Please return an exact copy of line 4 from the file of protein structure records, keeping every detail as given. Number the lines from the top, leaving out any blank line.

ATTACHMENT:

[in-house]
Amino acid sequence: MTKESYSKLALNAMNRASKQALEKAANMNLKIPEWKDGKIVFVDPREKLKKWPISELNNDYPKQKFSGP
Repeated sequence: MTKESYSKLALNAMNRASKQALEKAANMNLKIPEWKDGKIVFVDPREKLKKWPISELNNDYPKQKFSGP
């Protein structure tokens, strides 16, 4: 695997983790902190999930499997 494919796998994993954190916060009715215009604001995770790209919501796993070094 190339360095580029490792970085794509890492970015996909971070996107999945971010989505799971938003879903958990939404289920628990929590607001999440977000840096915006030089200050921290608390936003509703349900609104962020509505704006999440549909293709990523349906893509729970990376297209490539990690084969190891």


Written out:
């Protein structure tokens, strides 16, 4: 695997983790902190999930499997 494919796998994993954190916060009715215009604001995770790209919501796993070094 190339360095580029490792970085794509890492970015996909971070996107999945971010989505799971938003879903958990939404289920628990929590607001999440977000840096915006030089200050921290608390936003509703349900609104962020509505704006999440549909293709990523349906893509729970990376297209490539990690084969190891």